Journalist suspected of planning riots in Riga
RIGA, May 21 (RAPSI) - The Latvian Security Police is investigating journalist Andrejs Hramcovs on suspicion of attempting to organize mass protests during the May 9 Soviet Victory Day events in Riga, Kristine Apse-Krumina, an aide to the Security Police's chief, told the media on Monday.
"Based on the report, the Security Police opened a criminal process pursuant to Section 225 of the Criminal Law. Several persons who were supposed to participate in said activities were identified and questioned as part of the investigation," Apse-Krumina said, as quoted by The Baltic Course.
Hramcovs is suspected of planning a provocation to attract the attention of foreign media and to discredit Latvia, she said.
Section 225 of the Criminal Law stipulates punishment of between three to twelve years imprisonment for organizing "mass riots that entail demolition, destruction, burning, destruction of property, or violence against individuals, or resistance to representatives of public authority."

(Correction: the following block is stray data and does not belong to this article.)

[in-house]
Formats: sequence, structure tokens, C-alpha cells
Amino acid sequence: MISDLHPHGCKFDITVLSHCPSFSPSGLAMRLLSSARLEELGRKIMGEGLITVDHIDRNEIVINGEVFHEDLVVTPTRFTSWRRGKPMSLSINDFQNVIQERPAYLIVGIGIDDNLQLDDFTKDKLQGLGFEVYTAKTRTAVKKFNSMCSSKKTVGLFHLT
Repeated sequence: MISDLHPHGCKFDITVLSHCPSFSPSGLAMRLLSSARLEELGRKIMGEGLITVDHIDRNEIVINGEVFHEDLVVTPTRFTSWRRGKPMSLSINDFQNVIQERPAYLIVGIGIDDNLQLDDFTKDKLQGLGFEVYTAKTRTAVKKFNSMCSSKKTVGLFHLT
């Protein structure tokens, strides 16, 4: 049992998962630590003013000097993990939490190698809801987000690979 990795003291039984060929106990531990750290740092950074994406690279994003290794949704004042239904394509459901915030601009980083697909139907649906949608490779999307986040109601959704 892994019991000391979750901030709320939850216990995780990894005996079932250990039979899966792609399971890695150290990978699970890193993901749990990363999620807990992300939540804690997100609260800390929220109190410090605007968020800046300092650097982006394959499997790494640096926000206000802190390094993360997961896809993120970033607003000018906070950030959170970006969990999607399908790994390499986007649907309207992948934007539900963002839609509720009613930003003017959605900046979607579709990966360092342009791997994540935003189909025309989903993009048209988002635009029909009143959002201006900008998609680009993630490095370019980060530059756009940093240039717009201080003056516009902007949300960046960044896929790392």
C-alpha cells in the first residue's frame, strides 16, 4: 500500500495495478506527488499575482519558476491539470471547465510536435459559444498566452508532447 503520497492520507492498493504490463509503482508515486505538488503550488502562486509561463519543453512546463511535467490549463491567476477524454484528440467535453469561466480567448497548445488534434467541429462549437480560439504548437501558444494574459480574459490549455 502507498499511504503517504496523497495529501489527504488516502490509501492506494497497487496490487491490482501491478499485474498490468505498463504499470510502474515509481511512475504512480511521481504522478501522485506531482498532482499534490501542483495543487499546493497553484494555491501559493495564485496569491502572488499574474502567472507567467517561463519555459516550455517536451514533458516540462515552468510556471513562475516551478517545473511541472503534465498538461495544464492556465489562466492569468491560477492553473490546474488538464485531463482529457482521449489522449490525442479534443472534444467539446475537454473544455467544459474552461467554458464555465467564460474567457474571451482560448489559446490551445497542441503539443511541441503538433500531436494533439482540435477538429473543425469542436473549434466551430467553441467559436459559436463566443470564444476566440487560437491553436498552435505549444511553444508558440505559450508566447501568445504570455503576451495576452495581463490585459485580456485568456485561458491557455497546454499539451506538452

Hramcovs denies the charges. He said he was making a video for a St. Petersburg TV channel about the run up to the May 9 celebration, and asked the people what they thought about the government's proposal to ban the use of Soviet symbols at public events.
Hramcovs said he did not organize any riots. "I was filming material for St. Petersburg's Channel 5," he told RIA Novosti. "The case is groundless. The Security Police is only feigning activity."
The Latvian Association of Journalists has said that asking people's opinion about the ban on the use of Soviet symbols cannot be considered as inciting public unrest and that the Law on the Press and Other Mass Media allows journalists to collect information in any manner within the law.
The use of Nazi, Soviet Union and Latvian Soviet Socialist Republic symbols is prohibited in Latvia during marches, demonstrations and meetings. But the ban does not cover entertainment, festive and sports events.
Latvia's official position is that it was occupied by the USSR from 1940 through 1991. Russia as the successor of the Soviet Union does not recognize the occupation. It has long been at odds with the Baltic states of Lithuania, Estonia and Latvia, as well as Poland, over what it sees as attempts to rewrite the history of World War II and to diminish the Soviet Unions role in the defeat of Nazi Germany.